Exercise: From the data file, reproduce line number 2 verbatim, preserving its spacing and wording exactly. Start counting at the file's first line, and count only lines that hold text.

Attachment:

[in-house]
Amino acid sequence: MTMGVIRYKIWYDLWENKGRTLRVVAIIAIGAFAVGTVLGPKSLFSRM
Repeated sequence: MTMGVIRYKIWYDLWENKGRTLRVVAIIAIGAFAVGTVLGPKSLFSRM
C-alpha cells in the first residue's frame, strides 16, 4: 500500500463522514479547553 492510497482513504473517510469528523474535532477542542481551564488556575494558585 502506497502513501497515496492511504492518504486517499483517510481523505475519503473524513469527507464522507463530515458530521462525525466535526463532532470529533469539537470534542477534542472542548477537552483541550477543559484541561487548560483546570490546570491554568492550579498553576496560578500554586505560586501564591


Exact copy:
Amino acid sequence: MTMGVIRYKIWYDLWENKGRTLRVVAIIAIGAFAVGTVLGPKSLFSRM